sunset in hawaii

Making Space for What and Who You Love With Finite Time

I sometimes can’t believe I used to cross days off my calendar with a colorful, scented marker. I was only a child, counting down the days until Christmas, my birthday, Halloween, or summer break. Time used to feel incredibly infinite back then.

The idea of crossing days off my calendar now terrifies me. Each day crossed off is one day lived. The things I do and the people I see are finite.

My husband sent me this blog called The Tail End sometime last summer. It’s a couple of years old, but absolutely worth your time if you haven’t read it yet. In the post, author Tim Urban of Wait But Why reveals the concept of time in shockingly simple terms that punch you right in the gut.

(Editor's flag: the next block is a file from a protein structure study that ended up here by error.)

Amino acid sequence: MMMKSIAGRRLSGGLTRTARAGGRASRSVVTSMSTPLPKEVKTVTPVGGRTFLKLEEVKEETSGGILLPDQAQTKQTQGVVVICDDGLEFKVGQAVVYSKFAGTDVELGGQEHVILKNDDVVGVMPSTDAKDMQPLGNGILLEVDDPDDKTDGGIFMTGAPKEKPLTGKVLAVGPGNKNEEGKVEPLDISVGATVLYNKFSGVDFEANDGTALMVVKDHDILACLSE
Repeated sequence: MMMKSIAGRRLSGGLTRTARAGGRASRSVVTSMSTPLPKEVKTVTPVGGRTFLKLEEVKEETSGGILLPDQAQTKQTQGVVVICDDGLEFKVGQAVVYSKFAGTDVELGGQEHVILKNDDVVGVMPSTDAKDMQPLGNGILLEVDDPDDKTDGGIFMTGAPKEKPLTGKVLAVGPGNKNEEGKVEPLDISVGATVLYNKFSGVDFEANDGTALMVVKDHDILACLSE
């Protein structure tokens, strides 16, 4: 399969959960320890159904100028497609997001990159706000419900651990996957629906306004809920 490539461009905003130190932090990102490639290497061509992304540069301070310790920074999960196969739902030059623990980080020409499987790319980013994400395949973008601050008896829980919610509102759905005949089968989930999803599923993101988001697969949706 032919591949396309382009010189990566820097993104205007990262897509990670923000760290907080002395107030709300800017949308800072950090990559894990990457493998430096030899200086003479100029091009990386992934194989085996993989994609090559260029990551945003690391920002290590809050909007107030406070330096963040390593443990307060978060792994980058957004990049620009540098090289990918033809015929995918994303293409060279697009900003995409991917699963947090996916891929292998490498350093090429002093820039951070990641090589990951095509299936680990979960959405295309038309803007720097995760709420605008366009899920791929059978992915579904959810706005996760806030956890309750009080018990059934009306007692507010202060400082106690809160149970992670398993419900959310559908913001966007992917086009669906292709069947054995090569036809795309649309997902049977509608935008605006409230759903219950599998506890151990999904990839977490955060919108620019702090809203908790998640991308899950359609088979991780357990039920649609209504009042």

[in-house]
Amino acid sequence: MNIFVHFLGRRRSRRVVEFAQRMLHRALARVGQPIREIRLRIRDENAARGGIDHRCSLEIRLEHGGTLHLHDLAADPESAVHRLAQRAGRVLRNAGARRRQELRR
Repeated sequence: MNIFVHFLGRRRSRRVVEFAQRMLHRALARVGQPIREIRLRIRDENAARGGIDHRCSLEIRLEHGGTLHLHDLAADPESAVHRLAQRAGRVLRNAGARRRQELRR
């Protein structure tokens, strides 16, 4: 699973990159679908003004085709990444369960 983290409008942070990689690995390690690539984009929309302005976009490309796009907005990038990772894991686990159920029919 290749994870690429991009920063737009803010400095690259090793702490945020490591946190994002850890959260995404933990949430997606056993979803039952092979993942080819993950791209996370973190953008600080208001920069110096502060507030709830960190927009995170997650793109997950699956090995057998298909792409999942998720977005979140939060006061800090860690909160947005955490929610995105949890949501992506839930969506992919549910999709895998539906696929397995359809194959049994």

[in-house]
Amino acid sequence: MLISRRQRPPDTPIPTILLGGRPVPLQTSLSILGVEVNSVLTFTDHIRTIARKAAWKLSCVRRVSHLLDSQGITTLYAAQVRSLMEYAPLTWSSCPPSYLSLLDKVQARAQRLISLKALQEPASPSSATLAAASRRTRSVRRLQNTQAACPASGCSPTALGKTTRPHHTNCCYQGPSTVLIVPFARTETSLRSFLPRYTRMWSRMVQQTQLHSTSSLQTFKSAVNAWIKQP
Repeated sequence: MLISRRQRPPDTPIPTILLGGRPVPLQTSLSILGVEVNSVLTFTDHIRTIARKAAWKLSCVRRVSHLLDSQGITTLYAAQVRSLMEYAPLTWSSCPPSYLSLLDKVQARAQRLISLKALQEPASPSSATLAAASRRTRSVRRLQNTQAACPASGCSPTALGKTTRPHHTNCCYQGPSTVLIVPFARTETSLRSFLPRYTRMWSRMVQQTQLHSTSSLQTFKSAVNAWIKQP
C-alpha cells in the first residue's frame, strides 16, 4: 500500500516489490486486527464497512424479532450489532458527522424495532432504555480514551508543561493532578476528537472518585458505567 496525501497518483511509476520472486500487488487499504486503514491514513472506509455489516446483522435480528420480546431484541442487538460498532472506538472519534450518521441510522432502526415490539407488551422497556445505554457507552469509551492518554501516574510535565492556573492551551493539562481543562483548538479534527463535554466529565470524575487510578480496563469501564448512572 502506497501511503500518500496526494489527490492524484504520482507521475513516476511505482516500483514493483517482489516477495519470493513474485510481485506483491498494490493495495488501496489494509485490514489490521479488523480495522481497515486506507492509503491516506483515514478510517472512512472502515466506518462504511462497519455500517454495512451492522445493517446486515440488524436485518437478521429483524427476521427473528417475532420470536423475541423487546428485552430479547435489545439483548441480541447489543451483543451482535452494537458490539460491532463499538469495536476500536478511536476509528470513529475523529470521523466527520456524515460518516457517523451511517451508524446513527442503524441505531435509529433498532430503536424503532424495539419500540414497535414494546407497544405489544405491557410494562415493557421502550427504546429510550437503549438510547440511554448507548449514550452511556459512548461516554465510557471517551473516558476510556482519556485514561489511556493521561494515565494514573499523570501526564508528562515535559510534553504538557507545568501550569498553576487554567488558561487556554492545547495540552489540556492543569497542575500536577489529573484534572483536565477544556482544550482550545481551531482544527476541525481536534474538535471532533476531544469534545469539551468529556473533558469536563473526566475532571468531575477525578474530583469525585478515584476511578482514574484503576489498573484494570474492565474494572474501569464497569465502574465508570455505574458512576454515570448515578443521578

the tail end

At the age of 34, he illustrates the time he has left to do everything from eating pizza to spending time with his parents—assuming that everyone lives until the ripe age of 90. These concise graphics make you stop and think.

There is a finite number of books you’ll read…
books left to read

There is a finite number of swims in the ocean…swims in the ocean left

There is a finite number of moments with your parents…

time left with parents

When I first read The Tail End, I devoured it. At the time I was struggling with a pretty major life decision. I was afraid to quit my salary job and run our consulting business, Superneat Marketing, full-time.